Around 2017 there was a moment when the organisation had to go without UI designers for a few months, but it was about getting the basic design work back up and running and then starting to look to the future and raising the aspiration level rather than starting from scratch. I have always considered that in UX you can do more in-house instead of being in consulting, inside the organisation you have more possibilities to impact and develop the practices than if you are an outsider invited to contribute just for a short time.

I do most UX processes related tasks except graphical design and frontend coding. I am at my best at user research and concepting. I do research, I facilitate workshops, I do feature design on wireframe level, I do usability testing and surveys. I am also responsible from planning the work of our UX team, I develop our UX processes, and I mentor younger designers.

Pasi: I have started working for Finna in 2017, shortly after Riitta joined the team. Before that I had worked as UI/graphic designer in several design consultancy firms for over ten years. I applied the UX designer position in Finna services since the position seemed to fit perfectly for me and I was interested in working with services which are based on Open Source. I was also interested in working with both library and museum sectors.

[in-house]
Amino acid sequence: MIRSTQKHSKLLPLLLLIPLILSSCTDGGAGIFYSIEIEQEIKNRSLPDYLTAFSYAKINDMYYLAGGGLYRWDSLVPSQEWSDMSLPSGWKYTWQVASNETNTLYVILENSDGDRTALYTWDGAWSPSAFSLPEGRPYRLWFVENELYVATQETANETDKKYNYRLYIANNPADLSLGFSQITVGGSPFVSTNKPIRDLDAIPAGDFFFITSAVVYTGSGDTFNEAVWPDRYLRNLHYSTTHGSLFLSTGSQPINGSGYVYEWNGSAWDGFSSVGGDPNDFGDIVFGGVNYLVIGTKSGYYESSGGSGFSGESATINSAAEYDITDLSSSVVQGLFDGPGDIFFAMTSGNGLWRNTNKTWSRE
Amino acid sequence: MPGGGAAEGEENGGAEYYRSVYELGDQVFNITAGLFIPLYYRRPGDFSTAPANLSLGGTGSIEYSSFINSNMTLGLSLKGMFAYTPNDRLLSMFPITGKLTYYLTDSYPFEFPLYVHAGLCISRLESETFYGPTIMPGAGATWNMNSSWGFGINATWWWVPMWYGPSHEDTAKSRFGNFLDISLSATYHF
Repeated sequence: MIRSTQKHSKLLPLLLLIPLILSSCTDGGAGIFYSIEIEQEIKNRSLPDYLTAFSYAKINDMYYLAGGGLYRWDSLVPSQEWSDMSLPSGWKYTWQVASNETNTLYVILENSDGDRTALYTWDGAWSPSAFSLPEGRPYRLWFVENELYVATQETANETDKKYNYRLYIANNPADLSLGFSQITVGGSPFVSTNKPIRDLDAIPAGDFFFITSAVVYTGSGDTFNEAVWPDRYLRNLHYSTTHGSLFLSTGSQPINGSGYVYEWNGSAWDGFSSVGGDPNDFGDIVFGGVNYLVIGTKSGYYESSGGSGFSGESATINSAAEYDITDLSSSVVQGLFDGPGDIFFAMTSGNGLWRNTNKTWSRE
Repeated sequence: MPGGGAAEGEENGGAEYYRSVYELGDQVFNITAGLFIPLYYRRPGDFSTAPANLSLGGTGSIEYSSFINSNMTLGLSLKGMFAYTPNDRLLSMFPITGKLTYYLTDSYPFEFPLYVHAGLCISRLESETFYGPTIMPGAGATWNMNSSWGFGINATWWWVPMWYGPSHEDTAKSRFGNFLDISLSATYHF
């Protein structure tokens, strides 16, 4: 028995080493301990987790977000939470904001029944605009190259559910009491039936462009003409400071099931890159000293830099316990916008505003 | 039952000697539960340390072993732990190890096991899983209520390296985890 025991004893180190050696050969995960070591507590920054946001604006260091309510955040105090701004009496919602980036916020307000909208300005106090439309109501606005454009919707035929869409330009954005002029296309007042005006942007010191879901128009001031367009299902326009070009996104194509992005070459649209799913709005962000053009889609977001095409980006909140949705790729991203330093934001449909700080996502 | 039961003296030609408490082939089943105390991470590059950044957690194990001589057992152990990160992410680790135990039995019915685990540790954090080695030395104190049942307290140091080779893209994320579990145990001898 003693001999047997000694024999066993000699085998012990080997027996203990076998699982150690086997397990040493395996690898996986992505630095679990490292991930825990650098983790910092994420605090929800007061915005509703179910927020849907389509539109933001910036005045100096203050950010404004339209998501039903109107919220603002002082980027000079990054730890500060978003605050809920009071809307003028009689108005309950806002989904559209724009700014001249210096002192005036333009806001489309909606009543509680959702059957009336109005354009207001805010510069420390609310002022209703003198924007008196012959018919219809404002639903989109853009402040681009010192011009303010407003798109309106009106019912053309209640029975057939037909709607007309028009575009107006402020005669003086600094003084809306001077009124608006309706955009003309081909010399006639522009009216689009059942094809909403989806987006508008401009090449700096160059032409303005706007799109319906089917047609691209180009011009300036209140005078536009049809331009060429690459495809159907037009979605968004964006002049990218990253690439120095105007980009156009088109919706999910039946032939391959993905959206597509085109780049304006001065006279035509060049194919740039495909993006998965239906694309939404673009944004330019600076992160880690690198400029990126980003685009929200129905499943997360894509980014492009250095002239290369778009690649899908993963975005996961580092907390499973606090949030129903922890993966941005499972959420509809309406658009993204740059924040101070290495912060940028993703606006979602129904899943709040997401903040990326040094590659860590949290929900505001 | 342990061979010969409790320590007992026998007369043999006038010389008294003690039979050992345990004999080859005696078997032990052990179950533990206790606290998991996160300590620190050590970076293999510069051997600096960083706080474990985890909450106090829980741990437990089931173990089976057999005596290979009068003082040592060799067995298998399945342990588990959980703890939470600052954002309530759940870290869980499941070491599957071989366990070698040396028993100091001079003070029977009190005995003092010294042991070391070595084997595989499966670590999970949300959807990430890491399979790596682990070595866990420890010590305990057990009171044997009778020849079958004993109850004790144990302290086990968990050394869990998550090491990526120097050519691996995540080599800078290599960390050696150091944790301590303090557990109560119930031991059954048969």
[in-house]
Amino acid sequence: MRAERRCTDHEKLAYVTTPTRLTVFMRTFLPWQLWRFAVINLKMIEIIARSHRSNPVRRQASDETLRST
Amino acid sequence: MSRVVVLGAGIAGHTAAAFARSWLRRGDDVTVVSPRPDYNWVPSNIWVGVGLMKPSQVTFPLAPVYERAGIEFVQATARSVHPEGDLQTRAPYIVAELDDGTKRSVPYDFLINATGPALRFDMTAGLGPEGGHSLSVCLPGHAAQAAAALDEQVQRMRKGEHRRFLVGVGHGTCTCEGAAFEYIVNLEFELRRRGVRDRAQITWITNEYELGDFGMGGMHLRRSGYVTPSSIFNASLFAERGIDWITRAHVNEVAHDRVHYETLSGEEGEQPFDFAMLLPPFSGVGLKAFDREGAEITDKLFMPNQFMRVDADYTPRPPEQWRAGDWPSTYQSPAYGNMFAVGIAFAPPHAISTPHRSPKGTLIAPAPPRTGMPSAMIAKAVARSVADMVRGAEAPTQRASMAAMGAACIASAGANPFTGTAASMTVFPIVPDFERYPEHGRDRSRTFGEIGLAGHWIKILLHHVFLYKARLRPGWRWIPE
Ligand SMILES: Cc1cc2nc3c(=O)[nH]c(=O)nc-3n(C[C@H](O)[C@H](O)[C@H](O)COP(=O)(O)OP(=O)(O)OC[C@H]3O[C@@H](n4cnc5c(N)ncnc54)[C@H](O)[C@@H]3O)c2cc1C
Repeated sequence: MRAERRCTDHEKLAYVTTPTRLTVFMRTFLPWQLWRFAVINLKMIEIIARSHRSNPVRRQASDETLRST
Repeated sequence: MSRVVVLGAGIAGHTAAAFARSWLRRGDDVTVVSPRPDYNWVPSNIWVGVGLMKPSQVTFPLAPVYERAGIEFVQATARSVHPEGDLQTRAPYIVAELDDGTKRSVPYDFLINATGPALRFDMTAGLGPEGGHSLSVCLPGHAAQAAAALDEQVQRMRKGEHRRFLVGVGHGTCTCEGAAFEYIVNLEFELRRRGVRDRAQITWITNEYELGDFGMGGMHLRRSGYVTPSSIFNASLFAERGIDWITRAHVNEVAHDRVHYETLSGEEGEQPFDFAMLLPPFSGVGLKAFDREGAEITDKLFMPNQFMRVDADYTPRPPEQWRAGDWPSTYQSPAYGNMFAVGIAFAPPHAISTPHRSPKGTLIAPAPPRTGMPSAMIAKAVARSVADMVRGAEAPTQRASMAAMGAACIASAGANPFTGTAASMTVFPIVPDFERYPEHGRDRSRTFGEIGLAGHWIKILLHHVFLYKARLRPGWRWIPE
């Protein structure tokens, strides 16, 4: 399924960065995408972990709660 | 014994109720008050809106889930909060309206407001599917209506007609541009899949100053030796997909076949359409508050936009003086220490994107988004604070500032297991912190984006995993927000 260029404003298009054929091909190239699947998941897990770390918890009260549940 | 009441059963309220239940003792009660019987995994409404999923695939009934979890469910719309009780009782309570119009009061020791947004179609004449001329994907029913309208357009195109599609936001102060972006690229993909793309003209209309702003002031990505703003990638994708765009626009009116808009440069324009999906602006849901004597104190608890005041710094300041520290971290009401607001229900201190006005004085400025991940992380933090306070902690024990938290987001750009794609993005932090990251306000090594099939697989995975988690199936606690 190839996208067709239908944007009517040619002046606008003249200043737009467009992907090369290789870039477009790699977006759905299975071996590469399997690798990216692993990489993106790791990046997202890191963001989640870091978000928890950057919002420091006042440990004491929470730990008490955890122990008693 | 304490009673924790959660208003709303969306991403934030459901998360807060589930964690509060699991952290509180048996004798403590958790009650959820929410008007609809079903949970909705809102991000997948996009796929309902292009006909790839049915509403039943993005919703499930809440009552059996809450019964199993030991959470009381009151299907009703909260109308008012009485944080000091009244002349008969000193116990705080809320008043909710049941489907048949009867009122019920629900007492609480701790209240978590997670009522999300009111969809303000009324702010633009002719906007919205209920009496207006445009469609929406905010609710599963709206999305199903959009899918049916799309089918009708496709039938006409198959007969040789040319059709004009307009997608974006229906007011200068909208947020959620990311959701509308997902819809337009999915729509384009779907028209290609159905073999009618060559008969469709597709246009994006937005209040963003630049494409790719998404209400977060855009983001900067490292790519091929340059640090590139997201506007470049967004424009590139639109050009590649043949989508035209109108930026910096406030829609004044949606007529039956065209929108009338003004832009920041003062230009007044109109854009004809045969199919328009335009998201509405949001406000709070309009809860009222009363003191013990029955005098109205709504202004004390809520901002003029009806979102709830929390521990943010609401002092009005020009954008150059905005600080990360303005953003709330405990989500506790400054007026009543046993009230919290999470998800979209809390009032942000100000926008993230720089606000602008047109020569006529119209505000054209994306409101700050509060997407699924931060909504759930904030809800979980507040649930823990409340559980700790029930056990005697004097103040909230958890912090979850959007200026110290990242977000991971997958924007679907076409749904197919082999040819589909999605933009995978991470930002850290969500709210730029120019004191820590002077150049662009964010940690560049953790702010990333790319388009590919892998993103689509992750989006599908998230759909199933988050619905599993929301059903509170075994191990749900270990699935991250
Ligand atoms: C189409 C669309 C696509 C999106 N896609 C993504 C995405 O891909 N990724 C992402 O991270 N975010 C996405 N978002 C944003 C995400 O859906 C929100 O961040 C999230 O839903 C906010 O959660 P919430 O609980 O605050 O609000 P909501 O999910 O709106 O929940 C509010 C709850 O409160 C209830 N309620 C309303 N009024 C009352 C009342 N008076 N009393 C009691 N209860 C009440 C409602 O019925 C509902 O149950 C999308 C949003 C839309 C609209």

I do mostly UI design related tasks. I do tasks related to the accessibility and frontend coding. I undertake general UX tasks, including evaluating the results of usability tests, and turn them into a design plan to improve Finna’s usability. Occasionally I participate our organisations to UI design by organising workshops for them.

What are your goals with UX? Did you achieve them? Which UX methods do you apply at Finna.fi?

Riitta: In my experience in digital development the UX acceptance roughly follows a maturity path: first, an organisation starts to use professional UI/graphical designers, next step is embracing usability evaluation (walkthroughs, surveys and testing) and after that further user engagement starts to interest and you can start push user research usage into earlier phases as well.

When I joined Finna the UI needed a visual style update and the new accessibility requirements were coming inside couple of years. So, my first goal was a major style update, we started addressing accessibility requirements and as a part of that work we started to push the organisation to use usability testing in more agile ways and build in-house capability to do it. The style update was successful, our Net Promoter Score (NPS) did a good jump up in that year. We have managed to start to do usability testing systematically (both outsourced and in-house) as part of our regular development work, and our NPS has continued to steadily climb up.

My next goal was to establish the use of user research as part of the design and strategic decision-making process. The National Library of Finland provides services to other libraries and has a lot of experience to facilitate co-creation with LAM organisations (LAM professionals) and this was true to the Finna team as well, but Finna had less experience in using end user research. Achieving this has been my goal for a couple of years and we are now at a point where we can almost say that we have integrated user research (mostly user interviews) into our concepting practice.

Can you give us a practical example that worked, where you applied UX to solve a problem?